In Tudor and Stuart England, angels were understood to be intermediaries between God and women and men, and they also carried out a range of other functions on Earth. They delivered messages, protected the godly, carried souls to heaven after death, punished sinners, and were responsible for carrying out God’s will on Earth.
In sixteenth and seventeenth century England, people believed in angels. Why wouldn’t they? There was plenty of evidence for them in the Bible: their appearance, their names, their responsibilities, and their interventions in earthly life. Scriptural angels carried messages to humankind providing comfort and instruction, they dispensed divine justice, and they joined with humanity to worship and honour God. Church of England services and sermons reinforced these expectations, a message that was underpinned by images of angels that looked down from stained glass windows or from the roof of the church itself.
Yet whilst the ‘official’ Church position on angels was relatively clear, it is harder to find evidence of what ordinary folk thought about celestial beings. In this post I draw on a range of diaries, plays, letters, and popular cheap paperback print (particularly ballads – the early modern equivalent of the pop song), to sketch out some common expectations about angels in Tudor and Stuart England.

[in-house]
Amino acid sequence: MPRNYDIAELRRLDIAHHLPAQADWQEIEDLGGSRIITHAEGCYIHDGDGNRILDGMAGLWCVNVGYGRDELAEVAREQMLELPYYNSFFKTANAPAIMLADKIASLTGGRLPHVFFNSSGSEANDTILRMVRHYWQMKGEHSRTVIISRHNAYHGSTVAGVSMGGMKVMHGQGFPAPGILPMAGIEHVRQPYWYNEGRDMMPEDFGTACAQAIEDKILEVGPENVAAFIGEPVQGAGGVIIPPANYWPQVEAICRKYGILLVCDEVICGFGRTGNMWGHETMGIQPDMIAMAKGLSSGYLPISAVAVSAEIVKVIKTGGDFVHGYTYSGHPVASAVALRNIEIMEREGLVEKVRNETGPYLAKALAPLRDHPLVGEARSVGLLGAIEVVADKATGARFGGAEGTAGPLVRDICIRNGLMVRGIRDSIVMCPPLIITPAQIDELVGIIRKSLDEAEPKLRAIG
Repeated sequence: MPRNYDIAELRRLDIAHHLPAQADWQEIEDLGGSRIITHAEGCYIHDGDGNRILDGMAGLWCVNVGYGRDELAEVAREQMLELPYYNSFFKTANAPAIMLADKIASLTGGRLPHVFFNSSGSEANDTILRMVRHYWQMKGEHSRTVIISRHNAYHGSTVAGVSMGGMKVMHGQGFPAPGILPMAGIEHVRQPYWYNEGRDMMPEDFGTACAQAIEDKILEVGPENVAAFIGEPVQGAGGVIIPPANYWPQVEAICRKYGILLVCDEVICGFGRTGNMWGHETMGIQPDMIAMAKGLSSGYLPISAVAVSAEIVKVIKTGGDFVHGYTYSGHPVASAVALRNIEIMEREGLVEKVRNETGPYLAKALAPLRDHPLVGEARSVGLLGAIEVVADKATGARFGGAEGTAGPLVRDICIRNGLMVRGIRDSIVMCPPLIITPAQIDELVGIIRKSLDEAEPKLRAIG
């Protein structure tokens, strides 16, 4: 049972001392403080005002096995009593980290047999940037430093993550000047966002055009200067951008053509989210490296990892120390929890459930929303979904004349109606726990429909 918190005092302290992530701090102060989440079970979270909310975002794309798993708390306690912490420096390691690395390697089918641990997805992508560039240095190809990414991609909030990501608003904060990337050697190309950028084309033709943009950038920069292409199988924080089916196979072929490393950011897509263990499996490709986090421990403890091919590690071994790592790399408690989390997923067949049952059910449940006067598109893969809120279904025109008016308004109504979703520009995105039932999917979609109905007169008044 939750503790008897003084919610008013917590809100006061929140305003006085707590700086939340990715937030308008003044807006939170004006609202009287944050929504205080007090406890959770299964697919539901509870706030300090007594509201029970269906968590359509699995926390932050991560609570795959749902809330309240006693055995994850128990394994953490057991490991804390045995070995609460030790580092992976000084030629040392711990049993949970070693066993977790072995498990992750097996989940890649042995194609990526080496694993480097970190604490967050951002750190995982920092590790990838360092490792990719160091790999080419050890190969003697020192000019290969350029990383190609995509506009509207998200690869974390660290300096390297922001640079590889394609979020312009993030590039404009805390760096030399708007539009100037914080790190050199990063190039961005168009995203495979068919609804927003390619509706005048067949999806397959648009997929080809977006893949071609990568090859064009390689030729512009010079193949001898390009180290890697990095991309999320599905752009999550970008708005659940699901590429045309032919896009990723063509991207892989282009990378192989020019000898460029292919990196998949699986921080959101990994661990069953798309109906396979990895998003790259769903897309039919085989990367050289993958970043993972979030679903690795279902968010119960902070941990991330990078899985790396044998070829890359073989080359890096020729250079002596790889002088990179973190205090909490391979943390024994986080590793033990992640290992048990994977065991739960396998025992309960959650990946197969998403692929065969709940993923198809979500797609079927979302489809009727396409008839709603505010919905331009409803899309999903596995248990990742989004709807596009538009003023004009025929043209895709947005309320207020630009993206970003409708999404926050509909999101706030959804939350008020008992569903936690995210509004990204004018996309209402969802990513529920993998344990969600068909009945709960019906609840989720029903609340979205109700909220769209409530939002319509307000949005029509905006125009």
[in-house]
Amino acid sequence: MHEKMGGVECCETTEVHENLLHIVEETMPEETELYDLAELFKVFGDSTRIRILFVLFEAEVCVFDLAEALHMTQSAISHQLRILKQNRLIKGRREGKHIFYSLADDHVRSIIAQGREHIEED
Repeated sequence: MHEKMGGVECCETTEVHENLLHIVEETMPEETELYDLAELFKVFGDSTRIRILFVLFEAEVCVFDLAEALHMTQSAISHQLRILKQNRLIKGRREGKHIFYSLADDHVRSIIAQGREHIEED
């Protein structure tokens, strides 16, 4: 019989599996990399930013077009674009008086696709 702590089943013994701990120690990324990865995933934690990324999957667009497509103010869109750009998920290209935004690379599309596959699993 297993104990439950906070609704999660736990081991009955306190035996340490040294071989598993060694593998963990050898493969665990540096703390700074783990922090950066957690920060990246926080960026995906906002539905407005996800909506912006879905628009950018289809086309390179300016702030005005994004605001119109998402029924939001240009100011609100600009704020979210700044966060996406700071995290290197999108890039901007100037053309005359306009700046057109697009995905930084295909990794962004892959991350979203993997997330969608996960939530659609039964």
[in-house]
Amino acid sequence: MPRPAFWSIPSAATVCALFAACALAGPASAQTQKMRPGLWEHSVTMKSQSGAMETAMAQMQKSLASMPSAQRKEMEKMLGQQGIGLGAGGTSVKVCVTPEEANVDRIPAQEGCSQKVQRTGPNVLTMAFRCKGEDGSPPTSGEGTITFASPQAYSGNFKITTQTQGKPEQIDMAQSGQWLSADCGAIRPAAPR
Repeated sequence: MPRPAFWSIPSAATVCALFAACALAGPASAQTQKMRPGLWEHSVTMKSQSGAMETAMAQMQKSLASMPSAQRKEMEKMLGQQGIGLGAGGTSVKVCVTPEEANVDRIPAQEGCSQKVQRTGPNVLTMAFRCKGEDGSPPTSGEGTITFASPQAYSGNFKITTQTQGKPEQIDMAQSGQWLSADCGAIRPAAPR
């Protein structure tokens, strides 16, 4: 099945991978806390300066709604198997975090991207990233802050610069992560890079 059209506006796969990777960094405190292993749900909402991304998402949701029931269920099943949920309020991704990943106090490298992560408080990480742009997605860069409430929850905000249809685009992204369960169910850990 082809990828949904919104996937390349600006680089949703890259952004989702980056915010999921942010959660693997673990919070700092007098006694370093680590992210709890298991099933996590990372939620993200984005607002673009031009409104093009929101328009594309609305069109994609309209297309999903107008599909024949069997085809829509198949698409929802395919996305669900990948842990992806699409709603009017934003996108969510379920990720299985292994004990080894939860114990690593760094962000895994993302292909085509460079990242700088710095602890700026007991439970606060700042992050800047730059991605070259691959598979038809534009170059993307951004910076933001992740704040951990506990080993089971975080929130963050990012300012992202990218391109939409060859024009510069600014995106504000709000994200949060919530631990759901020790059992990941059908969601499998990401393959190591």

The most common expectation about angels was that they were the special defenders and protectors of humankind. In times of danger or distress, it was usual to react as Hamlet did when first confronted with a spirit in the form of his father. He called on ‘Angels and ministers of grace’ to defend him, or later he prayed, ‘save me, and hover o’er me with your wings’. There were also parallels in everyday life. For instance in ballads adventurous London maidens hoped for good angels to guide them, and fearful virgins and oppressed widows were defended by them. In a touching letter to his new wife, prior to their emigration to New England in 1629, the physician John Winthrop consoled her with this notion of angelic defense, saying:
My deare wife be of good courage, it shall goe well with thee and us…he who gave his onely beloved to dye for thee, will give his Angells charge over thee, therefore rayse you thy thoughts, and be merrye in the Lorde.
The archangel Raphael was particularly associated with the protection of travelers. This helps to explain why good angels were often evoked at the beginning of a journey, which could be a dangerous and uncertain undertaking at the time. People also asked for the protection of angels during times of warfare, not least because the archangel Michael was believed to be the commander-in-chief of the heavenly hosts.
Not surprisingly, angels also had a central role to play in the afterlives that people envisaged for themselves. Many people hoped that after their deaths they would be welcomed by the angels into heaven. In ballads people looked forward to this post-mortem consolation, whilst those they left behind often commented on the assumed destinations of the departed. It was said of one man that ‘no doubt his soul to heaven is gone / Where Angels sing and never cease’.